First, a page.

Thousands of vaccine appointments canceled for Kaiser members in the South Bay

Santa Clara County officials canceled vaccination appointments for thousands of Kaiser Permanente members blaming limited supplies from the state.

Those people are now being sent back to Kaiser for their shots and that leaves many people scrambling to get second doses in time.

In a few weeks, teacher Hilary Orr is heading back to the classrom at Notre Dame in San Jose. In a few days, she's getting her second dose of vaccine, or she was supposed to.

Her appointment was canceled by Santa Clara County Thursday night.

"It's been a tough teaching year and it just didn't feel like something we needed on top of everything else," says Orr.

8,700 people got the email from the county kicking them back into the Kaiser system.

Kaiser issued a statement saying they were "surprised and disappointed to learn that only people with Kaiser Permanente health coverage had their appointments cancelled by Santa Clara County." 

"I'm surprised that they're surprised because we did it the same way a week ago," says Santa Clara County Executive Jeff Smith.

The issue was complicated. They say it has to do with who has available shots right now.

They say Kaiser held back 15,000 doses for second shots, more than enough to cover the people the county was sending them.

"Our goal is to match the patient with the vaccine and since we know Kaiser has a large inventory of unused vaccine, it only is appropriate that the patients who are Kaiser patients would go back to Kaiser to get their dosages," says Smith.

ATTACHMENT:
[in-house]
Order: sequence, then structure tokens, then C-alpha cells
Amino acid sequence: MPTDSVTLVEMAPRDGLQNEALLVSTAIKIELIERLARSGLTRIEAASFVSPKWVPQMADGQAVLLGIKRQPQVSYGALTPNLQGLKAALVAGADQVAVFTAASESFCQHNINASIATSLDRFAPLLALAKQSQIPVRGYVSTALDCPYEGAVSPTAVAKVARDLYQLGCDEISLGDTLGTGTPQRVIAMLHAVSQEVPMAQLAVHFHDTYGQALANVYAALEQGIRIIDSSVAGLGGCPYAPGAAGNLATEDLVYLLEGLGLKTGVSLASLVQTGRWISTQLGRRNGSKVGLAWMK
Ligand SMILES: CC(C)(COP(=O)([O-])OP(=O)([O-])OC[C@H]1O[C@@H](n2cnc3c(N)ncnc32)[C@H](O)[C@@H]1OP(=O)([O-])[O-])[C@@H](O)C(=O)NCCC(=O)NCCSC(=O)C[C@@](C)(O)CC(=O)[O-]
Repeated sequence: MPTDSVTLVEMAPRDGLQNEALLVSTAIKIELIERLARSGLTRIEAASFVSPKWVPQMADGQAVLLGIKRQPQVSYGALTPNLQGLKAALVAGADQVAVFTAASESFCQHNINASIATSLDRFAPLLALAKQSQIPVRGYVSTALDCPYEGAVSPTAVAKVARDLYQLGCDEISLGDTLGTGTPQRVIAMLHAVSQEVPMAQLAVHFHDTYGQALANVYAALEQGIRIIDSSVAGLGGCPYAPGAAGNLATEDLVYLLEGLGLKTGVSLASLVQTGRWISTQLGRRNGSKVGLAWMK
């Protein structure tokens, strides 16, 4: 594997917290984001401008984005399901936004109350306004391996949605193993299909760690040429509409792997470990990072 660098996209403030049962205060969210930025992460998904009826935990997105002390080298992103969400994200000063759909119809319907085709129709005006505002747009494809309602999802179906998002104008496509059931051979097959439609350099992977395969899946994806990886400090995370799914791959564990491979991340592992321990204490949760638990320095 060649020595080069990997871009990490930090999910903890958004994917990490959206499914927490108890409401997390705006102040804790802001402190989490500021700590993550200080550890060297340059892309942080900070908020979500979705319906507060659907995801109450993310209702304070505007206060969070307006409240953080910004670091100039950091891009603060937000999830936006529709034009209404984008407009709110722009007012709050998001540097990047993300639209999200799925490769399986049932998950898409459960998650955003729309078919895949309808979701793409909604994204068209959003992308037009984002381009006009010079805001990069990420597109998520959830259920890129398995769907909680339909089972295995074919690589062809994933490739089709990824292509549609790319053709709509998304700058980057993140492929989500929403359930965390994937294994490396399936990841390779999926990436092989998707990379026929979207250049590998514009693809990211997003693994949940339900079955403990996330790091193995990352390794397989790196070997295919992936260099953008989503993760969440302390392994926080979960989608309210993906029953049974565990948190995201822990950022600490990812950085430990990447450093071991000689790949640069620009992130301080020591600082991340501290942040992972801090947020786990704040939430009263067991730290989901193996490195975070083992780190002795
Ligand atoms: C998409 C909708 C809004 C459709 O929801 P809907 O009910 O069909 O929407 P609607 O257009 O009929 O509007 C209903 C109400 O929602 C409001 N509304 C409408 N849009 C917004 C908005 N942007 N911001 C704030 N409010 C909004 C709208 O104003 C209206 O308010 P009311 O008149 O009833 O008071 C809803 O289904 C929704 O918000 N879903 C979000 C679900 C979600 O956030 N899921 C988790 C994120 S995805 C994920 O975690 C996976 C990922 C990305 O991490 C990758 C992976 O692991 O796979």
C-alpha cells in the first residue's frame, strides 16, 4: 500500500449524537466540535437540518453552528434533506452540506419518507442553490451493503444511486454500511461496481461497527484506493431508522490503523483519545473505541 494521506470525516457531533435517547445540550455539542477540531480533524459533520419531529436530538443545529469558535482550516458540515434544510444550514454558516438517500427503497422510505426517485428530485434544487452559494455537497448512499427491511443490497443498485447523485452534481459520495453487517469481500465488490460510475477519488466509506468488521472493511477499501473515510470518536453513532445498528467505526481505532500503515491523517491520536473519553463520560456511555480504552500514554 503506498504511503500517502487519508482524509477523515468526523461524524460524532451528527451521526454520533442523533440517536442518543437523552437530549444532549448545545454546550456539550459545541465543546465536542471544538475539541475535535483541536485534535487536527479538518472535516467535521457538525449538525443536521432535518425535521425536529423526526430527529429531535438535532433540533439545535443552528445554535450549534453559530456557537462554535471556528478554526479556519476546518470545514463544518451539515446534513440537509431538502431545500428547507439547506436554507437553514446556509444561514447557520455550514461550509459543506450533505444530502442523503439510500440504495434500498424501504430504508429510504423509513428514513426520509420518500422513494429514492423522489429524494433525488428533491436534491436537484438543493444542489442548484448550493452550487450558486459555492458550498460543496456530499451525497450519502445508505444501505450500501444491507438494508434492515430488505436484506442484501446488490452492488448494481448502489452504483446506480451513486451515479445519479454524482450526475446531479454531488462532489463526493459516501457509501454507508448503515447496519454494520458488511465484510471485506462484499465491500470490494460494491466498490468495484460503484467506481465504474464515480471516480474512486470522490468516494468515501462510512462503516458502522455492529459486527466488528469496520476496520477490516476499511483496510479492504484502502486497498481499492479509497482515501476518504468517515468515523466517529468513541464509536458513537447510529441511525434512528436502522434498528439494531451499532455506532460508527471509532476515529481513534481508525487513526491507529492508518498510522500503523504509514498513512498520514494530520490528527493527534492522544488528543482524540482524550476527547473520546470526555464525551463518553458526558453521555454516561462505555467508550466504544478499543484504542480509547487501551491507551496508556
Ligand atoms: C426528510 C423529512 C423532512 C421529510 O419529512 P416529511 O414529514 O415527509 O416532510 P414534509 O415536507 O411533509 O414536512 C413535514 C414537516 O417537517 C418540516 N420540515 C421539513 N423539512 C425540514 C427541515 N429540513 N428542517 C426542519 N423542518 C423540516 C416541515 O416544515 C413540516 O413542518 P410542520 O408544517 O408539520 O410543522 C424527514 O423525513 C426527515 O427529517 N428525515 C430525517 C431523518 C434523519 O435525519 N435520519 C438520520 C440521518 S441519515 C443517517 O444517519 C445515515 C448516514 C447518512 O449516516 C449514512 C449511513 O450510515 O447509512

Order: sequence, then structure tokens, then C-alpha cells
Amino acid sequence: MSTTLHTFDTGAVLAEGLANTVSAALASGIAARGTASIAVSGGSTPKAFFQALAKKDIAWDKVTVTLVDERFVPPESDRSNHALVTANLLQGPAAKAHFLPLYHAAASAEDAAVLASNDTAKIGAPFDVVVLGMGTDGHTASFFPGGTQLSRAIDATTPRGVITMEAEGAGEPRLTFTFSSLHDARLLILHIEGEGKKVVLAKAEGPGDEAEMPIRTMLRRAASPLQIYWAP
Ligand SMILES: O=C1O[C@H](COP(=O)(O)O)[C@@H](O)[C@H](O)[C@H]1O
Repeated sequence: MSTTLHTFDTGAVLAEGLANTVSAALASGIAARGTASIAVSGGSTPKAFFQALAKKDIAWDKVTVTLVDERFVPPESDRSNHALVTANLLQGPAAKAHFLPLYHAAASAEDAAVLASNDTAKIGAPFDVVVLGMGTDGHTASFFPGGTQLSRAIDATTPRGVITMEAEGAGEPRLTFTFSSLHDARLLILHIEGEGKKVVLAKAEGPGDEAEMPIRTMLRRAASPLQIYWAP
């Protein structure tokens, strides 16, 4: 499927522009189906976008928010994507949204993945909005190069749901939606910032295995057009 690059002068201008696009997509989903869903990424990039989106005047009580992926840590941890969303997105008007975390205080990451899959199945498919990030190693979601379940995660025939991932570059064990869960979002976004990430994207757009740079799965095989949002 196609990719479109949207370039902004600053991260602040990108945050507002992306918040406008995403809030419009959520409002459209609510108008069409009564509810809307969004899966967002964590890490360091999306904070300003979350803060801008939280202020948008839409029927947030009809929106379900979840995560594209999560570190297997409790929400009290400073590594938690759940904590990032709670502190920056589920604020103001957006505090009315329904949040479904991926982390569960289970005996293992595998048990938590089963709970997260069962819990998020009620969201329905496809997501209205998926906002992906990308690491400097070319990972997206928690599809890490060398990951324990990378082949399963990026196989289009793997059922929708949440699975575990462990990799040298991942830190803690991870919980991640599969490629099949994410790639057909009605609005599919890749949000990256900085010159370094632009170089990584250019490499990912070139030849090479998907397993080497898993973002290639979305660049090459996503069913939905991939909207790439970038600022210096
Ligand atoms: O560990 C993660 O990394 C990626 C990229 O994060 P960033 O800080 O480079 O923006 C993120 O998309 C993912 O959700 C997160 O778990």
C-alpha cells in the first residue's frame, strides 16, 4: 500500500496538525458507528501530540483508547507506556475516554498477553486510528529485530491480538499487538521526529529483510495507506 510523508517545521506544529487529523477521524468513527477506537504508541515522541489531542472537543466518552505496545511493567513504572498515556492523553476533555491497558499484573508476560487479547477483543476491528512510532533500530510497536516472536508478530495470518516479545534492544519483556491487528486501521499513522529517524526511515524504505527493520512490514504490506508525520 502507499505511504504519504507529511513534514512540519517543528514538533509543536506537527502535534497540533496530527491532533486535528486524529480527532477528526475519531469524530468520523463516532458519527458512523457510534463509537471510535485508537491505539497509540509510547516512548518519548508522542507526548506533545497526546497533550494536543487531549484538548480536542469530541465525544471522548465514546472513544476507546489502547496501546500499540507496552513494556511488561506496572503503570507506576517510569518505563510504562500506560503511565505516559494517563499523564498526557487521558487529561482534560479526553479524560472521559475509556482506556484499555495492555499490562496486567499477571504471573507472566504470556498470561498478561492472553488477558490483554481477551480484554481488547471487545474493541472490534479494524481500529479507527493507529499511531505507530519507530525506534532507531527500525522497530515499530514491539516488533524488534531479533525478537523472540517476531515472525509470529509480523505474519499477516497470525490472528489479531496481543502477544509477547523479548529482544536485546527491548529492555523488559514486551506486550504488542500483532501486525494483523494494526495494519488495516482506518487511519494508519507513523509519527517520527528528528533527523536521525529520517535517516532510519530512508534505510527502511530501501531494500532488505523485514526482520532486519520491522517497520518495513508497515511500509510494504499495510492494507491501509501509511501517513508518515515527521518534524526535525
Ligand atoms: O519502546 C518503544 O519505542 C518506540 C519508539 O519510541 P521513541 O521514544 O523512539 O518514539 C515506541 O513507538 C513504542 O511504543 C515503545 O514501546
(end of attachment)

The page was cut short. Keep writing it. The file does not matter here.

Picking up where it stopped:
County officials say they asked Kaiser, through Blue Shield and ultimately the state, whether they could have some of Kaiser's supply for Kaiser patients, but that request was denied.

"If Kaiser had been willing to share vaccine, we wouldn't have been in a position needing to redirect people. It's the last thing we want to do. We don't want to disrupt anybody," says Cindy Chavez of the Santa Clara County Board of Supervisors.

But for many, it is a disruption. Orr spent hours trying to schedule at Kaiser.

"They didn't have it updated that I had had my first shot so they would only let me try and make a first dose appointment. And I tried everywhere, Stockton, everywhere was booked up," she says.

Eventually Orr was able to find an appointment not too far away, not too far past her second shot window.

But she says many of her friends weren't so fortunate.

"Couldn't get through. Can't get an appointment. So I got lucky. I don't know what they're going to do," she says.

Santa Clara County says they had more than 20,000 Kaiser patients in their pipeline, so many were able to keep their appointments. As for whether this reshuffling will happen again in the coming weeks, they can't be sure.

In another statement to KTVU, Kaiser said it is setting up a special schedule of appointments for members who had theirs canceled with the county. 

"We are reaching out starting today to these members to confirm they will have convenient access to the vaccinations they expected. This will be followed shortly thereafter by a separate communication with instructions for these members on how to access the Kaiser Permanente appointments available for them," the health provider said.